Rhodopsin GPCR

Katharina Devitofranceschi '14 Noah Winters '15


Contents:


I. Introduction

Vision is a crucial element to almost all facets of mammalian life. For most animals it is required to find food, interact with conspecifics and locate home. At the most fundamental level, rod and cone cells in mammalian retina confer the ability of vision. The process begins with the absorption of light via rod cells and the G-protein coupled receptor (GPCR), rhodopsin. Detection of the photon occurs through an extremely fast, highly selective and efficient reaction mediated by a conformational change in 11-cis-retinal. This opsin/photon reaction then cues a cascade of signals that excite neurons involved in vision and allow for the perception of an image. The rhodopsin GPCR represents a paradigm for the structural functions of these receptor types . Out of the 2-3% of mammalian genes that code for GPCRs, approximately 90% of those GPCRs belong to the rhodopsin family. As such, an understanding for rhodopsin's structural function is paramount.  

II. General Structure

    All GPCRs contain highly conserved 7-transmembrane helices.

  In rhodopsin, helices I, IV, VI, and VII are all kinked due to Pro resides, though only significantly at helices IV and VI.  Helix VII possess a structural irregularity resulting from the binding of Lys296 to the 11-cis-retinal chromophore. Rhodopsin contains a cytoplasmic terminal region, consisting of helix II ( Pro71 and Leu72), C-II (Phe148), helix V (Leu226, Val230), and helix VI (Val250, Met253). Together, this region forms the binding and activation site for a G protein.

Rhodopsin contains an extracellular domain comprised of the NH2 terminal and interhelical loops I, II, and III. The NH2-terminal tail is composed of 5 strands, the first two being antiparallel beta sheets (Gly3-Pro12) which run almost parallel to the phospholipid membrane. The other three strands run from Phe13 to Pro34.

The E-I and E-III loops run along the periphery of the molecule, while the middle of the E-II loop penetrates deep inside the GPCR with two antiparallel beta sheets. The uppermost sheet forms part of the chromophore-binding pocket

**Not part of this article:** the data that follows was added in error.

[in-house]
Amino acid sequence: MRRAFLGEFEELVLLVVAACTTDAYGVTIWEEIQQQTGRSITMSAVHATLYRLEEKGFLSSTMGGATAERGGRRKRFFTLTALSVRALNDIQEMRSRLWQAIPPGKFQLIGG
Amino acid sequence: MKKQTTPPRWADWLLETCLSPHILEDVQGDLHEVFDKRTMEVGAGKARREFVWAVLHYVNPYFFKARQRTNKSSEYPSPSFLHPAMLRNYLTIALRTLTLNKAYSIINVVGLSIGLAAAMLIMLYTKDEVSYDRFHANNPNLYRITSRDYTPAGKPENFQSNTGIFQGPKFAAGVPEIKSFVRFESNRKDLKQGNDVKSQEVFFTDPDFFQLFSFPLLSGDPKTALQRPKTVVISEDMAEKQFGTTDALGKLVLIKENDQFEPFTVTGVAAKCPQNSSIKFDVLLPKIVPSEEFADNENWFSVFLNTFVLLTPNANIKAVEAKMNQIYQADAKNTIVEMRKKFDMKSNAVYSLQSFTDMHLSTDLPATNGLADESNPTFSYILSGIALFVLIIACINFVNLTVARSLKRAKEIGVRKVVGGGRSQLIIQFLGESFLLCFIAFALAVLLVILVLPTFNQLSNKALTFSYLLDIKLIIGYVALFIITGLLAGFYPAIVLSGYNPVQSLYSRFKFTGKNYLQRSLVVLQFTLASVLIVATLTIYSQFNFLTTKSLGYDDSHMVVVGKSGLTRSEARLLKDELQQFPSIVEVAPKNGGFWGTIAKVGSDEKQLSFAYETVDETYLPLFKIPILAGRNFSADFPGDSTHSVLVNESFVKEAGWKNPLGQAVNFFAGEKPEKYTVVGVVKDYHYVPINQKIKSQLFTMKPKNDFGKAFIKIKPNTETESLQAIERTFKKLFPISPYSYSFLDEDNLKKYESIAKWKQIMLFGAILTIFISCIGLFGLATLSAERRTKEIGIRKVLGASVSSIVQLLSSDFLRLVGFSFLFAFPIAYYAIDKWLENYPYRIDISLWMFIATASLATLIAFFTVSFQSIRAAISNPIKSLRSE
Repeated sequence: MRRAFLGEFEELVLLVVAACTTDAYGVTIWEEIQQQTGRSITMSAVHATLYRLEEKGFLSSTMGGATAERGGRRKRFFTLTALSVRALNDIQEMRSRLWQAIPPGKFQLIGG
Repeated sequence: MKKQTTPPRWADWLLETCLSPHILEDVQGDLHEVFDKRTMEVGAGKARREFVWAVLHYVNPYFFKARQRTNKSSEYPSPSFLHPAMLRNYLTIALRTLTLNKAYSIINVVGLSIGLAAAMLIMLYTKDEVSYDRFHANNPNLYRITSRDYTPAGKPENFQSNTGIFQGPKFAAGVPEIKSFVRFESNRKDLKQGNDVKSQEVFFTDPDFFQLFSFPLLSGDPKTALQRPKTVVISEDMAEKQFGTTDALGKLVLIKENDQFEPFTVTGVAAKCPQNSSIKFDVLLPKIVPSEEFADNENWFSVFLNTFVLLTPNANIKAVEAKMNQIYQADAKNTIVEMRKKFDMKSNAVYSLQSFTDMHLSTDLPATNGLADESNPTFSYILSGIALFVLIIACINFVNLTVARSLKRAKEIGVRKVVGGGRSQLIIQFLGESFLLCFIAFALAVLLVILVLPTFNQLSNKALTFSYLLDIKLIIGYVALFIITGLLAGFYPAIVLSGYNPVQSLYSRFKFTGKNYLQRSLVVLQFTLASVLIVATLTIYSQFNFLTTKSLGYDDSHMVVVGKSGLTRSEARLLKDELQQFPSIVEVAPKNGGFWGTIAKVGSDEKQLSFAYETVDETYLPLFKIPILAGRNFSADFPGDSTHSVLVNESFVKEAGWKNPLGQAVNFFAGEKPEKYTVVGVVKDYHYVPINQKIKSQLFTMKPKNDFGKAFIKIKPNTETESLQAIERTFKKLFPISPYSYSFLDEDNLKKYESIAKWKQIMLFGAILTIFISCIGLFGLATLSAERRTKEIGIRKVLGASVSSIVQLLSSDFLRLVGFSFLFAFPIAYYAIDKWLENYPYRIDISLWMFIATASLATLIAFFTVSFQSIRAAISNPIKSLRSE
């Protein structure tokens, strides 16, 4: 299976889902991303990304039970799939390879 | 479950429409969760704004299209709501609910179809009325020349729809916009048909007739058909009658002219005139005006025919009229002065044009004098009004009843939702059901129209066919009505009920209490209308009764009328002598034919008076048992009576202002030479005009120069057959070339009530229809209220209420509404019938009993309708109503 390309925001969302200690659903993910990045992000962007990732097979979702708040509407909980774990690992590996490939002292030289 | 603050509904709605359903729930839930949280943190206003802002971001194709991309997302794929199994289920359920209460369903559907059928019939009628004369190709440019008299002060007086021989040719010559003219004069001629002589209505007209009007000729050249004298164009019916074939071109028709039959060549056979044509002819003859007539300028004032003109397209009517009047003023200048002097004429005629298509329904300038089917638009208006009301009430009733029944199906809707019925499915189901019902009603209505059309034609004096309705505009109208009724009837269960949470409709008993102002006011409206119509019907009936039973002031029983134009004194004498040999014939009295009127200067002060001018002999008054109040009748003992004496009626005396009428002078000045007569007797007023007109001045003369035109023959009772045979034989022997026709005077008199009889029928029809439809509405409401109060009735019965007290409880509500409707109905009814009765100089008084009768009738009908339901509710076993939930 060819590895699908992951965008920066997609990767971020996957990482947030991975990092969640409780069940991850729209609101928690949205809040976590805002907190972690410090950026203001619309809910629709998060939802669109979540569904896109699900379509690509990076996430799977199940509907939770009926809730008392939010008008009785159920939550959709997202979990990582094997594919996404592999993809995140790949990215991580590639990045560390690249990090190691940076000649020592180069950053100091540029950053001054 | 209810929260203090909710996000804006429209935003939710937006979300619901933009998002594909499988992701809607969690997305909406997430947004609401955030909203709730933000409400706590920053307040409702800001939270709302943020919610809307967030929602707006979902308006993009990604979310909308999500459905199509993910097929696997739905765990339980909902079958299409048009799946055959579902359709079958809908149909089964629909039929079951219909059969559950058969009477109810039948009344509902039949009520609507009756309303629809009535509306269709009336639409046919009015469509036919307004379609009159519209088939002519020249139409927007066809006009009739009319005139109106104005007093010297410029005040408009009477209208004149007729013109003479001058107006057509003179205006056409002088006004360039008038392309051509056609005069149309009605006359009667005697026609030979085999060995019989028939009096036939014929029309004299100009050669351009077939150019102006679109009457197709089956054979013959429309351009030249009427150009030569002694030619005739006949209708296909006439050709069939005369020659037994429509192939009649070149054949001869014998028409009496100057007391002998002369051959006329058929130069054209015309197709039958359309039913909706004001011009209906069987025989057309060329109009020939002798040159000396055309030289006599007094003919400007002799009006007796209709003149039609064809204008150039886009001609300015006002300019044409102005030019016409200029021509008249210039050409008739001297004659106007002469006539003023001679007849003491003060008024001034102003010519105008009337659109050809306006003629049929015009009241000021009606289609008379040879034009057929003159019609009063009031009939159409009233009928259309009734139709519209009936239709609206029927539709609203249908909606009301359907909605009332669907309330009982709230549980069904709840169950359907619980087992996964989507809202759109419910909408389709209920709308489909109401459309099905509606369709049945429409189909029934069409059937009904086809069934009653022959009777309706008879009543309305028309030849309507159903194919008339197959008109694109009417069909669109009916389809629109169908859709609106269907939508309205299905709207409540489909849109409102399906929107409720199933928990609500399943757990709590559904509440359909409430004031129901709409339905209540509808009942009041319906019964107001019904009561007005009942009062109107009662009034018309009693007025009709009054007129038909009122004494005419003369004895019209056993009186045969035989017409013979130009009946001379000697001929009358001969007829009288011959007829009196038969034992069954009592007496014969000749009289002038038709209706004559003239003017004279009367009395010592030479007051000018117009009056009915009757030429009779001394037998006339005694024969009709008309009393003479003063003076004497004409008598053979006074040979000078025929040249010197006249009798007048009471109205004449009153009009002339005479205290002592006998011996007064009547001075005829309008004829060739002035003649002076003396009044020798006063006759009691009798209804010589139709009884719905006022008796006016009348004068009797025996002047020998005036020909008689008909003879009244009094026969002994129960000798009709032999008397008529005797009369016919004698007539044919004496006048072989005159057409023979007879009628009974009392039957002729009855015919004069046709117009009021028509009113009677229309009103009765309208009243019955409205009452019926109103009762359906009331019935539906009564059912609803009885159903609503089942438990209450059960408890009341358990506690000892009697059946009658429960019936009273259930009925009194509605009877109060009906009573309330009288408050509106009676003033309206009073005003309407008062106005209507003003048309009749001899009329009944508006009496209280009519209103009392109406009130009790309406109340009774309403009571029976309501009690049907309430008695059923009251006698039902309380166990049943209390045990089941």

III. 11-cis-Retinal Binding

As aforementioned, the 11-cis-Retinal chromophore is attached to Lys296. The residues interact via a Schiff base linkage, as indicated by the merging of the densities of chromophore's polyene chain and the side chain of Lys296. Retinal is located closer to the extracellular region of the lipid bilayer, rather than the interdiscal region. The portion of the binding pocket that surrounds the beta-ionone ring of retinal contains residues that are close to the cytoplasmic side of the membrane. These residues include Glu122, Phe261,and Trp265, as well as the residues Met207, His211, Phe212, Tyr268, Ala269 from helix VI. A kink introduced by Pro267 causes these residues to cover the beta-ionone ring within the pocket, binding non-specifically. Binding of the polyene chain within the binding pocket is also done through non-specific interactions with the residues Glu113, Gly114, Ala117, Thr118, Gly120, and Gly121 , Cys167, Tyr43, Met44, Leu47, and the beta sheet from EII. The unique orientation of Lys296 is directed by the hydrophobic residues Met44 and Leu47, and the peptide bond between Phe293 and Phe294. The entire area is stabilized by the two phenyl rings interacting with adjacent helices II and VI. Counterion formation and subsequent Schiff linkage stabilization are facilitated by Glu113 and Thr94. There is a distance of 3.3 and 3.5 between the carboxylate oxygen atoms of Glu113 and Thr94, and the nitrogen atom of the Schiff base.

 

IV. Photoactivation of Rhodopsin